Though many corporate sympathizers (and groups which they fund, including the National Right to Work Committee) scoff at the strategy, they have thus far been unsuccessful in challenging its legality. In the 1995 landmark decision in the Town and Country Electric, Inc. case, the United States Supreme Court ruled that an individual can be a company’s employee for purposes of the National Labor Relations Act, even “if at the same time, a union pays that worker to help the union organize the company.” In other words, salting is a legally protected practice.

The National Labor Relations Board, the governmental body charged with executing US labor law, has also upheld the rights of unions to hire salts to organize a work site. In 1993, in the case of Flour Daniels, Inc., the NLRB ruled that an applicant that clearly indicates that he is a union organizer “explicitly places the employer on notice that he will try to exercise his statutorily protected right to organize his fellow employees.”

In 2005 the Laborer’s International Union of North America, which represents about 800,000 construction workers used the strategy of salting to organize Advanced Contracting, a Manhattan-based, demolition company, which was notorious for resisting unionization efforts. The union placed two salts within the firm, which employed mostly immigrant workers. Within less than one week they were able to convince workers of the benefits of unionization, and get 17 of the other 18 workers to sign union cards.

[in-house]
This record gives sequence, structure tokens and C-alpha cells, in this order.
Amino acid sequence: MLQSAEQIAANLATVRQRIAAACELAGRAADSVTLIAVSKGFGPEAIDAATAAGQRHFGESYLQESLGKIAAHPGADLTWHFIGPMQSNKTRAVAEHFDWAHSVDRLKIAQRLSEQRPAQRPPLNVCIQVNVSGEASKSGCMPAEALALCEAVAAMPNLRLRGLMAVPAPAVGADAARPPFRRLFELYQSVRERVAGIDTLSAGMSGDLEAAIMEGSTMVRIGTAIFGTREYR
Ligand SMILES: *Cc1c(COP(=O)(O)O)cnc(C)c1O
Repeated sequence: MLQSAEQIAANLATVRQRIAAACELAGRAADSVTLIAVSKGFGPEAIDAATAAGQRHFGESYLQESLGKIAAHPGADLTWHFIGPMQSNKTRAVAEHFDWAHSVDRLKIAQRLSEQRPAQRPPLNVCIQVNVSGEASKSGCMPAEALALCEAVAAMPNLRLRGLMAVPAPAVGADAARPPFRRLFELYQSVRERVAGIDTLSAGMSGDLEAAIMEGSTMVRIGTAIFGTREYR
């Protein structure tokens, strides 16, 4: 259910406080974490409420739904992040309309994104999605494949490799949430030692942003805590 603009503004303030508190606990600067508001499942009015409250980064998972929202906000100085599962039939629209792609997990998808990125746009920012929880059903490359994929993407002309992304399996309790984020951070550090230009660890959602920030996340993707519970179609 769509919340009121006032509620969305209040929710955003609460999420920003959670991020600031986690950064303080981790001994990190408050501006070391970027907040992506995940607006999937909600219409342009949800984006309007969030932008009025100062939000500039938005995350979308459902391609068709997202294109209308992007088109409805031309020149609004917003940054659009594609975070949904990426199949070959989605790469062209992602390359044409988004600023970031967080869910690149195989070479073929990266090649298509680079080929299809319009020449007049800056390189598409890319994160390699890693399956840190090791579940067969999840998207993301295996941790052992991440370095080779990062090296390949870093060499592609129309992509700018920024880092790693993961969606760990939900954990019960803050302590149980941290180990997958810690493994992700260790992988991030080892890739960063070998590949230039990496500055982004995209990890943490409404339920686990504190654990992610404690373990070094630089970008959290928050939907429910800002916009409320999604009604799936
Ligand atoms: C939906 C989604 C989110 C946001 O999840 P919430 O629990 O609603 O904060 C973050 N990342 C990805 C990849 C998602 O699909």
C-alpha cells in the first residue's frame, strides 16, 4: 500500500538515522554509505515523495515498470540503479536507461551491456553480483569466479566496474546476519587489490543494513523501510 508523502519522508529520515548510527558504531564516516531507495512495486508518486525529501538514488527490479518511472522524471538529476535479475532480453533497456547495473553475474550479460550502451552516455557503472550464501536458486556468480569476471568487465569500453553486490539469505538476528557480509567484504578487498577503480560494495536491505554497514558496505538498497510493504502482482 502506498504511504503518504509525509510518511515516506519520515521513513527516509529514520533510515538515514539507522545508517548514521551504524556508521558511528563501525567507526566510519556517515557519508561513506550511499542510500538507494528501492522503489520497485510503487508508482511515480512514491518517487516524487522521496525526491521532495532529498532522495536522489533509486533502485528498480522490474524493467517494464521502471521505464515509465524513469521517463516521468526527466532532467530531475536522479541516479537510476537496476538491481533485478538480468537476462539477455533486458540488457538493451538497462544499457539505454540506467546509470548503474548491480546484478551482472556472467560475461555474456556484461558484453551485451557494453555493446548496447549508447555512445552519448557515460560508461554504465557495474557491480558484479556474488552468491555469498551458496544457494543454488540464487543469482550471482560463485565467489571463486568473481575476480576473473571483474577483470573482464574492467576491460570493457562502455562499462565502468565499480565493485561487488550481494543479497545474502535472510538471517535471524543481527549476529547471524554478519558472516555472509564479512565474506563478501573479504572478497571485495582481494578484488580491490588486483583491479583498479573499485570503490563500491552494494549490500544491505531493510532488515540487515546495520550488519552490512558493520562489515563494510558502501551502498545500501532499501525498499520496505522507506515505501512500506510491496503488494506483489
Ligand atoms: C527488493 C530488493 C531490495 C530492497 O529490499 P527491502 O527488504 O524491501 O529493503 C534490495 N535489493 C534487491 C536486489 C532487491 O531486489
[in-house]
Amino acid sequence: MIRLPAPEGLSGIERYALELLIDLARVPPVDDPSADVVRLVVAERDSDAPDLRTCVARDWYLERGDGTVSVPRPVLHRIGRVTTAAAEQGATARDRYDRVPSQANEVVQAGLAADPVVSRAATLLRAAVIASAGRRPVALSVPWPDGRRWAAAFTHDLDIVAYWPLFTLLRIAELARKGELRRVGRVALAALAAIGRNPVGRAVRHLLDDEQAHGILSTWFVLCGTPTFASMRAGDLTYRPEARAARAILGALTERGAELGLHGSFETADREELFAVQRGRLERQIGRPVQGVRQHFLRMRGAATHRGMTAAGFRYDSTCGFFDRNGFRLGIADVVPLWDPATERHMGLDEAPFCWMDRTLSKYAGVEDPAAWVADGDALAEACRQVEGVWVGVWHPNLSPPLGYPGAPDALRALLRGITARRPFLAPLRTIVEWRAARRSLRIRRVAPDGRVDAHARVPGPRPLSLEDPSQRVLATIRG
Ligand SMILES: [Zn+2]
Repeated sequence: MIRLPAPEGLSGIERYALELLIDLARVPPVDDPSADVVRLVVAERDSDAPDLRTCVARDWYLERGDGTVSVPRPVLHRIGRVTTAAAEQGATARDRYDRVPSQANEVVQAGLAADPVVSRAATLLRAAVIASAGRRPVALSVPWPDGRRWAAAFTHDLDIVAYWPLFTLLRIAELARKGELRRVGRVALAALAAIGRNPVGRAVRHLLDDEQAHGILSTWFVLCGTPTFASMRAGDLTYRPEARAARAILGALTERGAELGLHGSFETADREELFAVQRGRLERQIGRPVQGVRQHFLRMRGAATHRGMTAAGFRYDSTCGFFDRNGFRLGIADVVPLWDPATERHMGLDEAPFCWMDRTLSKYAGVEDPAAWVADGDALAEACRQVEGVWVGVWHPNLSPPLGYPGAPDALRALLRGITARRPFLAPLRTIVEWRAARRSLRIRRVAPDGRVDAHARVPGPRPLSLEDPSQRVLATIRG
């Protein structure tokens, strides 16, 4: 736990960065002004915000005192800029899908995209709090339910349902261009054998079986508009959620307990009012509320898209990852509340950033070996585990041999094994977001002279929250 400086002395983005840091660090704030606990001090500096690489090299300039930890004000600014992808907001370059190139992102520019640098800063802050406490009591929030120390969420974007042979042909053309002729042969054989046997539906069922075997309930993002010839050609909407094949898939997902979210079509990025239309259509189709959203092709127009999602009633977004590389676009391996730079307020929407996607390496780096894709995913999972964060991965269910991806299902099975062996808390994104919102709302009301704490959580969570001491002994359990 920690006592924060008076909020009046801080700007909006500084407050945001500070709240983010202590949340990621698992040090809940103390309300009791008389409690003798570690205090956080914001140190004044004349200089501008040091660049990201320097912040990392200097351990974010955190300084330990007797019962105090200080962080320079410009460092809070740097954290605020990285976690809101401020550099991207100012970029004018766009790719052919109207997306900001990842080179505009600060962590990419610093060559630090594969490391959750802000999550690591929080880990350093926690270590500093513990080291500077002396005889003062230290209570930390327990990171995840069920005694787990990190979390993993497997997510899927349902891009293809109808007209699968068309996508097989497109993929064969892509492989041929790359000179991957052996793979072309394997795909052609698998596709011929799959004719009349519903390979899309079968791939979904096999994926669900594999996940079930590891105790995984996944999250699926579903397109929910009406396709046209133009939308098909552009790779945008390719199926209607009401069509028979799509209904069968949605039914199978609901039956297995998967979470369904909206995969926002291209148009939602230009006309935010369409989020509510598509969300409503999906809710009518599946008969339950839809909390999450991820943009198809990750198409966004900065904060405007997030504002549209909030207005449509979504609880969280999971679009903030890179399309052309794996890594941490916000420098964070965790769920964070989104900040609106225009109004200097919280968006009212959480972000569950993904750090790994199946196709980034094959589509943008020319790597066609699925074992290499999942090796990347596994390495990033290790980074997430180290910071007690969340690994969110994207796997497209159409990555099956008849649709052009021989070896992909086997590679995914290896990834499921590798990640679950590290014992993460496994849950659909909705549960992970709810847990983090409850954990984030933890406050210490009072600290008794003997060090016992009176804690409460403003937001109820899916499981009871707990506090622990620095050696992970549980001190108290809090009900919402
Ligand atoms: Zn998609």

While salting may be perceived as a more grassroots-oriented strategy than traditional union-organizing mechanisms, it also offers many challenges. In the article “Salting the Earth: Organizing for the Long Haul,” published in the New Labor Forum authors Carey Dall and Jono Cohen, both former salts, state:

Working in nonunion sectors usually means low pay, long hours, and horrendous working conditions. Adding the ever present stress of organizing, including the after work or weekend meetings, the constant fear of being found out and fired by your boss is enough to topple even the most stable mind. Also, finding an industry to plug into is not always easy.

One must also not ignore the cultural factor. It’s important that salts are able to relate socially and culturally to the workers in which they are attempting to organize. Unfortunately many organizers that are attracted to the opportunity to salt are white, middle-class college graduates. Lastly, it’s important that unions and other organizations that employ salts, factor in the sustainability of the effort. If the goal of the effort is to organize the workplace, unions must offer the support to maintain the effort to completion - rather-than abandoning the effort prematurely due to a shift in organizational priorities.

Despite these challenges, it is difficult for one not to see salting as a step toward socialism. Salting is important as an offensive tool against corporations and union-busting firms that unethically violate the rights of workers on a daily basis. If unions and allies are able to utilize the strategy to increase union membership and workplace democracy, another world may no longer exist as a mere possibility – it will be a reality.

--Carl Lipscombe is national coordinator for the Student Labor Action Project.